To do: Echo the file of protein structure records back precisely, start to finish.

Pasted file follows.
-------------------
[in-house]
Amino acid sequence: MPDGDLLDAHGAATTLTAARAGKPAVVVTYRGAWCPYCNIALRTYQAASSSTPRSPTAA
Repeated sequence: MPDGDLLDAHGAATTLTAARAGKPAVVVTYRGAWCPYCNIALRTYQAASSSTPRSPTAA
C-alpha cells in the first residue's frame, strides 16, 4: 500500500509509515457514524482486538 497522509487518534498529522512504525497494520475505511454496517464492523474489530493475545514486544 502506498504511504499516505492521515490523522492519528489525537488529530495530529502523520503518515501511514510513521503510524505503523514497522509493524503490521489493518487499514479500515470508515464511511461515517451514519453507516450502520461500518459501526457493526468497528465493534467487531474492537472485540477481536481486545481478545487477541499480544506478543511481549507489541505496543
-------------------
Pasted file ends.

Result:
[in-house]
Amino acid sequence: MPDGDLLDAHGAATTLTAARAGKPAVVVTYRGAWCPYCNIALRTYQAASSSTPRSPTAA
Repeated sequence: MPDGDLLDAHGAATTLTAARAGKPAVVVTYRGAWCPYCNIALRTYQAASSSTPRSPTAA
C-alpha cells in the first residue's frame, strides 16, 4: 500500500509509515457514524482486538 497522509487518534498529522512504525497494520475505511454496517464492523474489530493475545514486544 502506498504511504499516505492521515490523522492519528489525537488529530495530529502523520503518515501511514510513521503510524505503523514497522509493524503490521489493518487499514479500515470508515464511511461515517451514519453507516450502520461500518459501526457493526468497528465493534467487531474492537472485540477481536481486545481478545487477541499480544506478543511481549507489541505496543